It’s easy, when you’re anxious about traffic on a long journey, to set off in a rush and rely on filling up when you stop for something to eat en route. The problem is that for most of us, that stop will be at a motorway service station. Demand dictates that these filling stations normally charge a much higher price for petrol and diesel than a local forecourt. The difference for a tank could end up being more than a tenner. Ouch. So, it’s worth filling up near home first.
4. Plan your charging stop
Same rules apply for electric-car drivers, unsurprisingly. Motorway charging stations can cost drivers as much as 75p per kilowatt hour, partly because motorways always charge the most, and partly because bigger services tend to offer the rapid and ultra rapid charging points. These are great if you want a 20-minute burst, as opposed to 45 minutes at a slower charger, but not great for your wallet: at that rate, a full charge could cost you around £90: the same price as petrol and diesel.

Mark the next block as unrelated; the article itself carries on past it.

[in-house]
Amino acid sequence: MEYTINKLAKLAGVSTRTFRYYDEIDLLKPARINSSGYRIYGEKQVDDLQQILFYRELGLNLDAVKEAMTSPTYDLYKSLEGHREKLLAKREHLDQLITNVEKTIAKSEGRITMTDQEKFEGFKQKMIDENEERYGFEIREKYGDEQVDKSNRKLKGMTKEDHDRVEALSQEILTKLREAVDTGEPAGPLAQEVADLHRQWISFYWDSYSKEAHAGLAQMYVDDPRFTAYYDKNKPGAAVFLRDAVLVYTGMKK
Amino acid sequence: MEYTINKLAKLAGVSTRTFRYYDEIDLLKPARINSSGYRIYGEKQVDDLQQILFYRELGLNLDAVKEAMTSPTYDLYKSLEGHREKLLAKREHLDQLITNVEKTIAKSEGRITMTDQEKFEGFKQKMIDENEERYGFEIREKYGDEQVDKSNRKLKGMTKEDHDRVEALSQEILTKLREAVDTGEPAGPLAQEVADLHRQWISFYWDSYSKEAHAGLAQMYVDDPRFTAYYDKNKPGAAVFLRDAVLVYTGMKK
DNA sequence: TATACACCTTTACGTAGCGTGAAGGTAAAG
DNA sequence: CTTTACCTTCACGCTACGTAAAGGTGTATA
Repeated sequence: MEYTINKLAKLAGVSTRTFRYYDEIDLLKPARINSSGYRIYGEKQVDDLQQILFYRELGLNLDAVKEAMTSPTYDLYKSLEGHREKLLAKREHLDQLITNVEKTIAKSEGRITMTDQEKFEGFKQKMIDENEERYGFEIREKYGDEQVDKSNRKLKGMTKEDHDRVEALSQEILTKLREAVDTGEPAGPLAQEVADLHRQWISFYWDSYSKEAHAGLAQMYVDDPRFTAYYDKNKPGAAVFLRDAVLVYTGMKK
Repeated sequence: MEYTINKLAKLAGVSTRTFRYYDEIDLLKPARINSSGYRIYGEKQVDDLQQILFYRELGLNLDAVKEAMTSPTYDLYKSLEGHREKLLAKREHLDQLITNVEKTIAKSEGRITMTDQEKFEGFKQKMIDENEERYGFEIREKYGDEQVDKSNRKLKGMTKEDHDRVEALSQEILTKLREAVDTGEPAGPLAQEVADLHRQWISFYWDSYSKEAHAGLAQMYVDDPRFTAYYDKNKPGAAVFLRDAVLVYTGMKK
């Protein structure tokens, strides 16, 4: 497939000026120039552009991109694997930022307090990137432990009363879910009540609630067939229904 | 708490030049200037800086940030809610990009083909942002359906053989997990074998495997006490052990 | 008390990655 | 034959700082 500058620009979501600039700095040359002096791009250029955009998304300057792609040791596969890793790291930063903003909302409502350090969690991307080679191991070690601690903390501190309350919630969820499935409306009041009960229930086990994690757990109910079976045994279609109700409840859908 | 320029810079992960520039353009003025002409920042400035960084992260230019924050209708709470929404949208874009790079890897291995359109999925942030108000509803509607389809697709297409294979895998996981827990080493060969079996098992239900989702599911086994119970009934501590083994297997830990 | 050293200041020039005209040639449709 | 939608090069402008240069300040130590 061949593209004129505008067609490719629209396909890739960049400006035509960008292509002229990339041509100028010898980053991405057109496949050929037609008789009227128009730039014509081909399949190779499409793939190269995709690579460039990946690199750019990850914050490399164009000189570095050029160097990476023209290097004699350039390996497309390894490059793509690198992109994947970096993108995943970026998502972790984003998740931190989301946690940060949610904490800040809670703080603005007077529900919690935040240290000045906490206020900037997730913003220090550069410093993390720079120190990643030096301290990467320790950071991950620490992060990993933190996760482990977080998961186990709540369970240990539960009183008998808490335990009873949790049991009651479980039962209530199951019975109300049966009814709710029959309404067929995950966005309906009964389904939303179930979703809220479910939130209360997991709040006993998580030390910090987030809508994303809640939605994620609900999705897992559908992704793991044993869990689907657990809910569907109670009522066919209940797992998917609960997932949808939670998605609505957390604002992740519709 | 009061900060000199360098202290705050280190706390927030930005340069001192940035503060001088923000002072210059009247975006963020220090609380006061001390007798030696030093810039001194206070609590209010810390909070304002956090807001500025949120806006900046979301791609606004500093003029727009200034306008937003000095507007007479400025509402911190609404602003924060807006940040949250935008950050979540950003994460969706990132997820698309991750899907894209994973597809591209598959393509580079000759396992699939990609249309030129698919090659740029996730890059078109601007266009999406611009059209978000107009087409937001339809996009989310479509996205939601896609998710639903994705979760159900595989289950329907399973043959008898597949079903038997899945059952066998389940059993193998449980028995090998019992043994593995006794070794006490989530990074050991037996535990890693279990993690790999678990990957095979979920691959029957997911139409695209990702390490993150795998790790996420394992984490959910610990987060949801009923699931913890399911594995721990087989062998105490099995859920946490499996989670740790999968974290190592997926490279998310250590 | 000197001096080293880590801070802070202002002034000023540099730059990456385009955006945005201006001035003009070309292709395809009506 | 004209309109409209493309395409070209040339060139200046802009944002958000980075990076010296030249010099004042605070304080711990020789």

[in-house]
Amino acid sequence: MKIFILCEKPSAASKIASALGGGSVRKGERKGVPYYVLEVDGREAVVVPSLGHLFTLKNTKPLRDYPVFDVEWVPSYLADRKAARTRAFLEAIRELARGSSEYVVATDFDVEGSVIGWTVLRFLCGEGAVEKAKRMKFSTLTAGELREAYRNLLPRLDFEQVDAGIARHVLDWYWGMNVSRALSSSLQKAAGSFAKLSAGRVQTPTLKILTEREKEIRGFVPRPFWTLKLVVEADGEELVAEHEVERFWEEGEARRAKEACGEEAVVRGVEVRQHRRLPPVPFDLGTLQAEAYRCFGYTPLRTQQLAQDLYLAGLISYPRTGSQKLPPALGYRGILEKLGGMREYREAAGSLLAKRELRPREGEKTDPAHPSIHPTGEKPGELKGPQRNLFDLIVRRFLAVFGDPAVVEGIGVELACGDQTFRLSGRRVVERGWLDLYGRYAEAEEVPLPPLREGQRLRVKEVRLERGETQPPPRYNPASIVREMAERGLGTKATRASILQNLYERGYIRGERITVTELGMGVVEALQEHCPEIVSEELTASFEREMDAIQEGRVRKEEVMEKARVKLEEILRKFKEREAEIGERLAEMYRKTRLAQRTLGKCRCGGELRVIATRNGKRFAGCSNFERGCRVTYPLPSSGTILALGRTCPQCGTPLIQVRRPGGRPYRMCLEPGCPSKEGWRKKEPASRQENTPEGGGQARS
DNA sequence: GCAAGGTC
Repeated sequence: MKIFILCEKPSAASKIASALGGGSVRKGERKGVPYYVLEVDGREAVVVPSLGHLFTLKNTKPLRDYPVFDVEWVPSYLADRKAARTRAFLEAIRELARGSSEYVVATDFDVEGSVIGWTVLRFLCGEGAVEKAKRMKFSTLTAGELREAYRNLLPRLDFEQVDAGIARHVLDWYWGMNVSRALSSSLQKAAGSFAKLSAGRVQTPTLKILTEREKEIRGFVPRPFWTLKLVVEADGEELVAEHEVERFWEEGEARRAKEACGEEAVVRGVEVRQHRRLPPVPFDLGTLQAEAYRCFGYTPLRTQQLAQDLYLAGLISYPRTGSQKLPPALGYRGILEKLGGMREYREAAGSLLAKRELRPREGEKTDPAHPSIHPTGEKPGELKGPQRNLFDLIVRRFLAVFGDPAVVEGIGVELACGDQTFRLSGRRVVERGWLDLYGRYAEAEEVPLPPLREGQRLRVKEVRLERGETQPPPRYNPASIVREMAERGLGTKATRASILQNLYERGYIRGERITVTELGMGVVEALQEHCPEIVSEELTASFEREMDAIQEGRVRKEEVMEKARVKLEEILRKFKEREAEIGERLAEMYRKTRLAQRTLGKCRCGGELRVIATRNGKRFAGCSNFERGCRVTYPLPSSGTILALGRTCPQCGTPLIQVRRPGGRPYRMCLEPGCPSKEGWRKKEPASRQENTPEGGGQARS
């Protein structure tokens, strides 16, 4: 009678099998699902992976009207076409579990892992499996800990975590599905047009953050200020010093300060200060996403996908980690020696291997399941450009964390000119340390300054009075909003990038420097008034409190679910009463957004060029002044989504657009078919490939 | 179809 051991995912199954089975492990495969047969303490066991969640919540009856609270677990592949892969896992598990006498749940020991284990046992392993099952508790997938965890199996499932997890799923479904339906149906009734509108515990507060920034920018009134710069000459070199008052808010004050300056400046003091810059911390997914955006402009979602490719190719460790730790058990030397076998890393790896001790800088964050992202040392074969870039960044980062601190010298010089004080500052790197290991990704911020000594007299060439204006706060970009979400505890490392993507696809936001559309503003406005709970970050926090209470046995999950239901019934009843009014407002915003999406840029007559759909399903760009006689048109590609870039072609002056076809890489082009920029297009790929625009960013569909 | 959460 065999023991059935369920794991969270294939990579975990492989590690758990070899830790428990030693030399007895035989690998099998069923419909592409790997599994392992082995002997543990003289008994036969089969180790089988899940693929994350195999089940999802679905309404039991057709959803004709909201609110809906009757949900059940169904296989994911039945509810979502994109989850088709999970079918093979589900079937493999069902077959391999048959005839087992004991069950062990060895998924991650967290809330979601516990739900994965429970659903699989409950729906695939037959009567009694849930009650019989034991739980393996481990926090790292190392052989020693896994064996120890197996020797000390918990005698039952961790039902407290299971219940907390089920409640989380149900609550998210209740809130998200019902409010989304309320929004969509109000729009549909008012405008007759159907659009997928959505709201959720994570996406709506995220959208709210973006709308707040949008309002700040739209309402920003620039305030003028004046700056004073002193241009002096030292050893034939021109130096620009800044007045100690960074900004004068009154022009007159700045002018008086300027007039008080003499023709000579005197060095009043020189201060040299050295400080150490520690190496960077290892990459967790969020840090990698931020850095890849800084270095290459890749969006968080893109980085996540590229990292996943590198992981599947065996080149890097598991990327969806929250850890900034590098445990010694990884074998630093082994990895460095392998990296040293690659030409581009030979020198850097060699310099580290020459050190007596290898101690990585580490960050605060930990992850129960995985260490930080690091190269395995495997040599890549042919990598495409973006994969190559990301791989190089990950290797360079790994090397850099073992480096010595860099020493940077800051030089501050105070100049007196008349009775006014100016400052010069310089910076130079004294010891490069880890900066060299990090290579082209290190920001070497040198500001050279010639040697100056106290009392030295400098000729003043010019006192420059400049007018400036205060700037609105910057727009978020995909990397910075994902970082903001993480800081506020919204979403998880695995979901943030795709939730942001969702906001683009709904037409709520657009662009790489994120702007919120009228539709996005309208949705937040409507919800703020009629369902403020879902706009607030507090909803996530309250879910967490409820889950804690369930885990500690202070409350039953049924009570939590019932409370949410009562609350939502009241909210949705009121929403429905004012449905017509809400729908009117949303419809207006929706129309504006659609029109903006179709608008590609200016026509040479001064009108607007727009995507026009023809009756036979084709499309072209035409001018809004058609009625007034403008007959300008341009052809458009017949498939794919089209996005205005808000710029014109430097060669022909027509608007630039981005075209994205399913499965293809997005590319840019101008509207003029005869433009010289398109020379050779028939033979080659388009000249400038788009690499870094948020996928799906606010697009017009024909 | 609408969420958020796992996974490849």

5. Charge your battery overnight
The best way to save a lot of money on charging your electric car is to get a home electric car charger if you can afford one, and then switch your energy supply at home to a tariff with an off-peak setting. For most, this applies midnight - 4.30am, during which time energy costs fall from about 24p per kWh to 6p per kWh. A vast saving that means 200 miles charge will cost you under a fiver.
6. Keep your plug-in hybrid charged
Discipline is key if you are a plug-in hybrid owner. You must keep that battery charged, otherwise you are using your engine to lug around the huge weight of an empty battery on top of moving the car, meaning your fuel usage will rise massively. In that instance, you’d be better off reverting to a normal petrol-engine car. So, use it or lose it.
7. Work out if you really need diesel or petrol